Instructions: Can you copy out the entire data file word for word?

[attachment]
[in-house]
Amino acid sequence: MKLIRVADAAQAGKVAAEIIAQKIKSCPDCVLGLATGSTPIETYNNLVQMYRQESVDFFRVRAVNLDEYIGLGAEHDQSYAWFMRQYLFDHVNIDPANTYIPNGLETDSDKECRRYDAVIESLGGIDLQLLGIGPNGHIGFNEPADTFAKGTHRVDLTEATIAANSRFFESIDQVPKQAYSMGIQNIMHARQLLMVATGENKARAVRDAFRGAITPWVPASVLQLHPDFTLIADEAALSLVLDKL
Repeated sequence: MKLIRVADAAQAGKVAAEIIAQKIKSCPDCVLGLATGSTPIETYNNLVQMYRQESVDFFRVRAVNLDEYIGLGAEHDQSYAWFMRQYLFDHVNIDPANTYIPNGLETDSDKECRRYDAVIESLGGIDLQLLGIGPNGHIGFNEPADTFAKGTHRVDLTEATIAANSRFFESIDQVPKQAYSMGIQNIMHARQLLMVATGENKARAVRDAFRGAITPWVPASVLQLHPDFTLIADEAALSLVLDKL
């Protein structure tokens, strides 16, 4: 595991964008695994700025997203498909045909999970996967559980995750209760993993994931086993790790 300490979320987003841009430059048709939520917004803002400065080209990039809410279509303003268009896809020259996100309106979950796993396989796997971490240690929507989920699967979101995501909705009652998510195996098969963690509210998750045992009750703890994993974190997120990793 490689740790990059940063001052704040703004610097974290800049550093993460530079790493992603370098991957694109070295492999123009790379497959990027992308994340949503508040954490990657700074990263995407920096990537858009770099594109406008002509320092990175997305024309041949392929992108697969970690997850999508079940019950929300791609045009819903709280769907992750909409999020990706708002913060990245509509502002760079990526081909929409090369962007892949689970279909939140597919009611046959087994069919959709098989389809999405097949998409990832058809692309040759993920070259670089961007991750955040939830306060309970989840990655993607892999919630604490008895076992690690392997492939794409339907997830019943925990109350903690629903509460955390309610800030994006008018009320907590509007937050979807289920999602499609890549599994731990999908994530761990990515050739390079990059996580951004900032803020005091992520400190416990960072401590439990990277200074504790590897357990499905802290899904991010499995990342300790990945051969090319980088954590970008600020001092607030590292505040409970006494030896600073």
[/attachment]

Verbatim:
[in-house]
Amino acid sequence: MKLIRVADAAQAGKVAAEIIAQKIKSCPDCVLGLATGSTPIETYNNLVQMYRQESVDFFRVRAVNLDEYIGLGAEHDQSYAWFMRQYLFDHVNIDPANTYIPNGLETDSDKECRRYDAVIESLGGIDLQLLGIGPNGHIGFNEPADTFAKGTHRVDLTEATIAANSRFFESIDQVPKQAYSMGIQNIMHARQLLMVATGENKARAVRDAFRGAITPWVPASVLQLHPDFTLIADEAALSLVLDKL
Repeated sequence: MKLIRVADAAQAGKVAAEIIAQKIKSCPDCVLGLATGSTPIETYNNLVQMYRQESVDFFRVRAVNLDEYIGLGAEHDQSYAWFMRQYLFDHVNIDPANTYIPNGLETDSDKECRRYDAVIESLGGIDLQLLGIGPNGHIGFNEPADTFAKGTHRVDLTEATIAANSRFFESIDQVPKQAYSMGIQNIMHARQLLMVATGENKARAVRDAFRGAITPWVPASVLQLHPDFTLIADEAALSLVLDKL
């Protein structure tokens, strides 16, 4: 595991964008695994700025997203498909045909999970996967559980995750209760993993994931086993790790 300490979320987003841009430059048709939520917004803002400065080209990039809410279509303003268009896809020259996100309106979950796993396989796997971490240690929507989920699967979101995501909705009652998510195996098969963690509210998750045992009750703890994993974190997120990793 490689740790990059940063001052704040703004610097974290800049550093993460530079790493992603370098991957694109070295492999123009790379497959990027992308994340949503508040954490990657700074990263995407920096990537858009770099594109406008002509320092990175997305024309041949392929992108697969970690997850999508079940019950929300791609045009819903709280769907992750909409999020990706708002913060990245509509502002760079990526081909929409090369962007892949689970279909939140597919009611046959087994069919959709098989389809999405097949998409990832058809692309040759993920070259670089961007991750955040939830306060309970989840990655993607892999919630604490008895076992690690392997492939794409339907997830019943925990109350903690629903509460955390309610800030994006008018009320907590509007937050979807289920999602499609890549599994731990999908994530761990990515050739390079990059996580951004900032803020005091992520400190416990960072401590439990990277200074504790590897357990499905802290899904991010499995990342300790990945051969090319980088954590970008600020001092607030590292505040409970006494030896600073």